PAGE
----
I totaly agree with Dale. The test has very little to do with selling real estate. The main focus is on State and Federal law with a strong emphasis on Fair Housing and worhtless info like how many sq ft are in an acre. After more than 11 years in the business, I have yet to have a client want to know!
The class will teach you what you need to know about passing the test. Once you past the test, the fun really begins.
The failure rate for new agents is above 85%. This is due to a VERY broken philosophy of about 98% of real estate companies. It is sink or swim out there. And dont believe the BS the broker will tell you about their amazing training and mentoring program. Their failure rate is only slightly less pathetic than the national average.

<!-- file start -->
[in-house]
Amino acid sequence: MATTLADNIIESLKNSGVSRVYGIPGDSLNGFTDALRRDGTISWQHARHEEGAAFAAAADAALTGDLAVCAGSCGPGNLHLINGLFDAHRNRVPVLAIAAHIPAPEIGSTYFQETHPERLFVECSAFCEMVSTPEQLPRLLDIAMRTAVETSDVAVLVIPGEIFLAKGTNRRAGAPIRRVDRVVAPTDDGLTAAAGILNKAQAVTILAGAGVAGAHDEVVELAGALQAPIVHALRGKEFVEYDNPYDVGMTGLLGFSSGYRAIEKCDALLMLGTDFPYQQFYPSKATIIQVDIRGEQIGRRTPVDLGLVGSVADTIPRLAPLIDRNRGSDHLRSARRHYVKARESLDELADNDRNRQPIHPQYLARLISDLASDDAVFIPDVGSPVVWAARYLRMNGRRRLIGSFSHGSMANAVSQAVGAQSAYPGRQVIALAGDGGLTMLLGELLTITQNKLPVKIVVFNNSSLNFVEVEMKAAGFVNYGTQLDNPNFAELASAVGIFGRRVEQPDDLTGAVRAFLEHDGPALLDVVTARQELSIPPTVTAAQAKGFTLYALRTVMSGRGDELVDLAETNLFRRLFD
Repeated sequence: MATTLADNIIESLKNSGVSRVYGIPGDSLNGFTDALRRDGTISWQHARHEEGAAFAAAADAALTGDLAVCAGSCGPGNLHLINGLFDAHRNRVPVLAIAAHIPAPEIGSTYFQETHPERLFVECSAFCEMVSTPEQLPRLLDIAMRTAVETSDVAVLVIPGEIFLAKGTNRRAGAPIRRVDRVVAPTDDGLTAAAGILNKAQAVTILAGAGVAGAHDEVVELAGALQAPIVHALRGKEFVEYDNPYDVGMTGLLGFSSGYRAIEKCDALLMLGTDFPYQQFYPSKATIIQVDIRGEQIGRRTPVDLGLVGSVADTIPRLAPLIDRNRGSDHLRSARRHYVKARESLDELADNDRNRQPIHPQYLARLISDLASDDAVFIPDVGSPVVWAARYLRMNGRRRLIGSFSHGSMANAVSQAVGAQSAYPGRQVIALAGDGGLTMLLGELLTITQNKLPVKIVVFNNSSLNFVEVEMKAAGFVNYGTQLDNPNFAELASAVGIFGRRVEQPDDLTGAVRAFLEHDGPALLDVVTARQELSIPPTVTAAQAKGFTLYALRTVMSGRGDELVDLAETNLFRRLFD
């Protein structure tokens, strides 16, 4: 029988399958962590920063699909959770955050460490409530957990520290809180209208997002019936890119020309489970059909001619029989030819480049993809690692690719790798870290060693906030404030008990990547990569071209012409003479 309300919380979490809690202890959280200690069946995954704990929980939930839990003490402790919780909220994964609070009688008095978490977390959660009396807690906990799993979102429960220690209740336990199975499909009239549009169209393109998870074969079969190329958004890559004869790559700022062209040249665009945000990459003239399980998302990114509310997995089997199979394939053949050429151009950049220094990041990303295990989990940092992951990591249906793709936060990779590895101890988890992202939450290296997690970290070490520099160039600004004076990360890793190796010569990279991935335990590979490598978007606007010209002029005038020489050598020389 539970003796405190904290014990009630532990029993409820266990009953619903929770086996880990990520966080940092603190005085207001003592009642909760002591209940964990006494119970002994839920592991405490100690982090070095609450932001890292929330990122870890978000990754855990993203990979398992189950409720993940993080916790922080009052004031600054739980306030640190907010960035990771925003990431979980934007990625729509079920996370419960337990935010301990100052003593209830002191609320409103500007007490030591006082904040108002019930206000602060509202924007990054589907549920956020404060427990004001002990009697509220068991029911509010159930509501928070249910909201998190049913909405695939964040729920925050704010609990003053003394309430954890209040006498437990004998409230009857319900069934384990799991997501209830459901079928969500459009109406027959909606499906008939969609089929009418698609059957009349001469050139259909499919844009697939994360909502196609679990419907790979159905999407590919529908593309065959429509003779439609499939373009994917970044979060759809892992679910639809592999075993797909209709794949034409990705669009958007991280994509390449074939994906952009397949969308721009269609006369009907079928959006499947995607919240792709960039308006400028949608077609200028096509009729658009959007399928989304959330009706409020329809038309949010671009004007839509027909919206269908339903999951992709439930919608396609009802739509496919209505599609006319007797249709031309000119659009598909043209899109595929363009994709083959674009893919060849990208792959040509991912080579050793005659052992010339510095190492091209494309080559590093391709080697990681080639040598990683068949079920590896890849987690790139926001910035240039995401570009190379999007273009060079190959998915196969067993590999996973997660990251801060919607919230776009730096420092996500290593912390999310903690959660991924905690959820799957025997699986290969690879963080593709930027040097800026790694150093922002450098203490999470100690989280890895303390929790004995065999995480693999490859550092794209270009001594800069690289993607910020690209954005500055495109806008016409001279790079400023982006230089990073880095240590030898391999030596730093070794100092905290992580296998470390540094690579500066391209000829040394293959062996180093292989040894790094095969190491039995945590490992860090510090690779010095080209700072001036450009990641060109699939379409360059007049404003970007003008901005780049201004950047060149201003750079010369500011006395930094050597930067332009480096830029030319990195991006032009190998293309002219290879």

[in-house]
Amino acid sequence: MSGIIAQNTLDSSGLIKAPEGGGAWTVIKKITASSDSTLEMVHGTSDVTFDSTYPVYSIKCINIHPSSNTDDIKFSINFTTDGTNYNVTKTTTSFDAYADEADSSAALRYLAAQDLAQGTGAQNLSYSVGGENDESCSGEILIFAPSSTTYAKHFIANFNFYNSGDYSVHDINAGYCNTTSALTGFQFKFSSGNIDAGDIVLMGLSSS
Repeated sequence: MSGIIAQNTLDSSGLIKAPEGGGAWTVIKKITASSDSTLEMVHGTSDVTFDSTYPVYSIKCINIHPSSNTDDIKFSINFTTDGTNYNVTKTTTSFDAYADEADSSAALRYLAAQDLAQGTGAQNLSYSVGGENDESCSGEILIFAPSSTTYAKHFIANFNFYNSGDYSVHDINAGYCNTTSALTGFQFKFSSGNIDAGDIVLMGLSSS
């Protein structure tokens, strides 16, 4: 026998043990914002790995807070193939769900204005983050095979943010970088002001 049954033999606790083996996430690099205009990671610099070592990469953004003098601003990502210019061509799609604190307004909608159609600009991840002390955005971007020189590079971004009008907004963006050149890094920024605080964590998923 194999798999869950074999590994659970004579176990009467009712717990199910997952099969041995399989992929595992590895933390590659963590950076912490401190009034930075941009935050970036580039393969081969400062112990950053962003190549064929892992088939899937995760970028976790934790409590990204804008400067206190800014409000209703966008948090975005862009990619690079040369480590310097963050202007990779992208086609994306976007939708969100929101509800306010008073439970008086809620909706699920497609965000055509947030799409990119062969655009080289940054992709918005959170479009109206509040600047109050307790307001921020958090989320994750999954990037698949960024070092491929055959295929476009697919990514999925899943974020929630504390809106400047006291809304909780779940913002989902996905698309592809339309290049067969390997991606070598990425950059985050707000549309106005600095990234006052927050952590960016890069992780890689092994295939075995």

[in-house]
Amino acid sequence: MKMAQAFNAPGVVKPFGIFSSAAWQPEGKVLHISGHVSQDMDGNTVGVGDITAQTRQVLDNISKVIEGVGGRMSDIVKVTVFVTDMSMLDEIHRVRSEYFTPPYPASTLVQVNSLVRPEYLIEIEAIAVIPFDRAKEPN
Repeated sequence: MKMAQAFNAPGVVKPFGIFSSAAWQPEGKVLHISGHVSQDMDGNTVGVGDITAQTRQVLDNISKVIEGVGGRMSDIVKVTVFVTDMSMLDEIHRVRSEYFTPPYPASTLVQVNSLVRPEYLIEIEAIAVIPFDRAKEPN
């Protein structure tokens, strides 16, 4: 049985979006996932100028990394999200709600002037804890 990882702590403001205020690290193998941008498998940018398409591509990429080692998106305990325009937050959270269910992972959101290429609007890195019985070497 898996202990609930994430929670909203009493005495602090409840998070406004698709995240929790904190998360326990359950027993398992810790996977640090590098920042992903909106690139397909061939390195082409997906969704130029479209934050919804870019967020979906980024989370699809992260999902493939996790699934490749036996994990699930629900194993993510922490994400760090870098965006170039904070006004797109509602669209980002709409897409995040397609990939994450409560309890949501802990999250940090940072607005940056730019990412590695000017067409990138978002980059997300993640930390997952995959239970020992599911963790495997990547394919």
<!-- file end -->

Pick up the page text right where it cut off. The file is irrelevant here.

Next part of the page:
The truth is they know that most agents are going to fail and they dont care. They simply want 1/2 the commission on the 3-4 deals you will close before you give up. Then they just replace you with another new agent and so on. It is totally churn and burn.
If you want to get into this industry, find an agent or broker that shares your core values and make sure they have the time and resources to train you properly. The first year will be tough. Year two will be better and year three is the "magical" year where you really break through.
The average agent in KC sold about 4 homes last year and beofre you get to thinking that it was due to the market, that number is conistent year after year.
Now, there is the occaisional super rookie that learns VERY fast, has the hunger, resources and personal connections to explode in year one, and you might be that person!
If you are serious about a career in this business, drop me an e-mail at firstname.lastname@example.org and Ill share more info... I could go on for days!
Early real estate training curriculum focuses on law and legal issues that agents need to be aware of and understand in order to remain litigation free.
The actual essence of being an agent will come with later trainings.